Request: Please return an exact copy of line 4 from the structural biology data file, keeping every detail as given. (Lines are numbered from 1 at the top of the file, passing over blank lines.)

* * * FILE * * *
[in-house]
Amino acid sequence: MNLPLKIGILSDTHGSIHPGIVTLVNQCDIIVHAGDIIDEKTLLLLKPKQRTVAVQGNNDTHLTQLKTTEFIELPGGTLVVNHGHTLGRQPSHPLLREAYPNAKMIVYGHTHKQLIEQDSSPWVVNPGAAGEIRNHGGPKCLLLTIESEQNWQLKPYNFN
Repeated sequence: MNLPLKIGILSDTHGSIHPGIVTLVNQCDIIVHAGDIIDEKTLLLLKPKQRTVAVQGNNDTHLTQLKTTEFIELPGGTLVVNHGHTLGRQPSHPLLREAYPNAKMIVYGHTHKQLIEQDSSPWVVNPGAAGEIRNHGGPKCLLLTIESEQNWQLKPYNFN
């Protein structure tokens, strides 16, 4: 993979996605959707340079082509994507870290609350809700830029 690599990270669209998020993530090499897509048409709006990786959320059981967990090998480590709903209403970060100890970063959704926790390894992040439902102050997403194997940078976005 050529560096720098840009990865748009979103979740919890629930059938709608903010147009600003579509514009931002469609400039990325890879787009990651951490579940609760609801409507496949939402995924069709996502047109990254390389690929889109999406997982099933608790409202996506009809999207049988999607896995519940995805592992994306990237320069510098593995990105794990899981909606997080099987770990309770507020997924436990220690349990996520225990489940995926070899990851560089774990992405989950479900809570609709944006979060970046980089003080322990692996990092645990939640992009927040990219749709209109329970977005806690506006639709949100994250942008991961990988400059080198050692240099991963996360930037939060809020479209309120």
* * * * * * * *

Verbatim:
């Protein structure tokens, strides 16, 4: 993979996605959707340079082509994507870290609350809700830029 690599990270669209998020993530090499897509048409709006990786959320059981967990090998480590709903209403970060100890970063959704926790390894992040439902102050997403194997940078976005 050529560096720098840009990865748009979103979740919890629930059938709608903010147009600003579509514009931002469609400039990325890879787009990651951490579940609760609801409507496949939402995924069709996502047109990254390389690929889109999406997982099933608790409202996506009809999207049988999607896995519940995805592992994306990237320069510098593995990105794990899981909606997080099987770990309770507020997924436990220690349990996520225990489940995926070899990851560089774990992405989950479900809570609709944006979060970046980089003080322990692996990092645990939640992009927040990219749709209109329970977005806690506006639709949100994250942008991961990988400059080198050692240099991963996360930037939060809020479209309120």